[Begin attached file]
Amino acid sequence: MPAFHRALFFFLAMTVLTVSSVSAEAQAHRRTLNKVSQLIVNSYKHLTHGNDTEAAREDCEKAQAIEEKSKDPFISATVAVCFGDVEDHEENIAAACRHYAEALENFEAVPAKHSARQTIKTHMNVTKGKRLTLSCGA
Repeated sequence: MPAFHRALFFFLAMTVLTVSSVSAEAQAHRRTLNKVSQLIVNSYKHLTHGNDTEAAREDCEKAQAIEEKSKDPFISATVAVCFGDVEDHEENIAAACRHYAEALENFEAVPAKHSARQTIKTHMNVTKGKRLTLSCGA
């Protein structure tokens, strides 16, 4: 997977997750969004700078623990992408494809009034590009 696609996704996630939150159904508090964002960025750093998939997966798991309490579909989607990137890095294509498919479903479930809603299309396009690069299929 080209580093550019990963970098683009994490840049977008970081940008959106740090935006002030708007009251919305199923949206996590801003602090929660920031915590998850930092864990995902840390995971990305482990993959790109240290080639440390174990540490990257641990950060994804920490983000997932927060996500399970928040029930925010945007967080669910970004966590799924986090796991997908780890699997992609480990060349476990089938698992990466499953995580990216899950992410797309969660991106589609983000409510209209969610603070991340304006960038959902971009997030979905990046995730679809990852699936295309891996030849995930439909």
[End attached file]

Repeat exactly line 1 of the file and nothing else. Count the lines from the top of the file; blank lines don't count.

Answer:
Amino acid sequence: MPAFHRALFFFLAMTVLTVSSVSAEAQAHRRTLNKVSQLIVNSYKHLTHGNDTEAAREDCEKAQAIEEKSKDPFISATVAVCFGDVEDHEENIAAACRHYAEALENFEAVPAKHSARQTIKTHMNVTKGKRLTLSCGA